Indonesian Lecture Demonstration
On Monday, October 12, 2015, Duquesne University's Visiting Assistant Professor of Ethnomusicology, Dr. Meghan Hynson, hosted a lecture demonstration on West Javanese (Indonesian) music and dance with several esteemed guests from Institut Seni Budaya Indonesia (ISBI) (Institute of Indonesian Cultural Arts), a reputable university of fine arts in Bandung, West Java, Indonesia. The demonstration was conducted as part of the MUSC 415/GMLI 515 course on World Music, but was also open to all faculty and students of the Mary Pappert School of Music.
Amongst the esteemed guests was Dr. Hj. Een Herdiani, a dance performer, scholar, and current Director (Rektor) of the Indonesian College of Arts and Culture (ISBI). For more information, please visit her website: http://www.eenherdiani.net/p/profile.html. Dr. Indra Ridwan, who recently completed his Ph.D. in ethnomusicology from the University of Pittsburgh in 2014, led a majority of the lecture demonstration, For a video profile about Indra Ridwan, see: http://www.voaindonesia.com/media/video/indra-ridwan-penggiat-seni-sunda-di-pittsburgh/2515846.html. Also performing and helping with the lecture demonstration was Masyuning, one of Indonesia's most sought-after sinden (singers). She performs regularly (7-8 times per month) in a popular wayang golek (puppetry) troupe and has made many recordings of contemporary Sundanese music. Asep Nugraha, who is a kecapi (zither) and suling (flute) teacher at ISBI performed several traditional Sundanese musical pieces and Wawa Saptarini, a dance student at ISBI, performed a modern rendition of the Sundanese jaipongan dance.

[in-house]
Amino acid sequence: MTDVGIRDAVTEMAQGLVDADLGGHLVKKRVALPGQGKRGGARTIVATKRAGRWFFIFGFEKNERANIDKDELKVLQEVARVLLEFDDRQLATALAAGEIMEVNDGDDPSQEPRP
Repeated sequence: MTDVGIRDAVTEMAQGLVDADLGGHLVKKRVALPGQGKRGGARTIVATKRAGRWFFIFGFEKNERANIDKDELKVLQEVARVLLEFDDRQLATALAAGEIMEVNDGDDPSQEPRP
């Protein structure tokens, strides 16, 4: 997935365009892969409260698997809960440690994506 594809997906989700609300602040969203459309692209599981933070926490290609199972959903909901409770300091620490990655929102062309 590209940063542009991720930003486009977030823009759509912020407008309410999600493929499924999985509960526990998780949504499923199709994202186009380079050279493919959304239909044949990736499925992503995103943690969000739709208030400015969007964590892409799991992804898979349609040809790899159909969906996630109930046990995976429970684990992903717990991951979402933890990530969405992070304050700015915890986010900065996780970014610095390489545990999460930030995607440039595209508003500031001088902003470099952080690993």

Throughout the lecture demonstration, Duquesne students were introduced to Indonesia's diverse musical traditions, scales, and performing traditions before focusing specifically on the area of West Java, just one of the 16,000 plus islands existing in the Indonesian archipelago. Dr. Ridwan engaged students in singing interlocking patterns called senggak and later invited students to come up on stage where they were able to try out Sundanese salendro gamelan (an orchestra of bronze, metal-keyed knobbed pots and gongs) hands-on. Within minutes, students were playing a typical musical cycle while others sang the interlocking patterns or moved to a simple dance. Later in the demonstration, Asep Nugraha demonstrated several forms of kecapi (stringed zither) and suling (bamboo flute) while Masyuning sang traditional Sundanese folk songs in an iconic West Javanese style. To conclude the demonstration, Wawa Saptarini gave an energetic performance of the jaipongan dance while wearing a vibrant costume inspired by traditional Indonesian dress and hair ornaments.
It was a privilege to have such esteemed performing artists come and share their musical culture and expertise with Duquesne students. The students and faculty in attendance had a unique opportunity to engage with Sundanese music and it is hoped that many more cross cultural collaborations and hands-on demonstrations like this will take place in the future.
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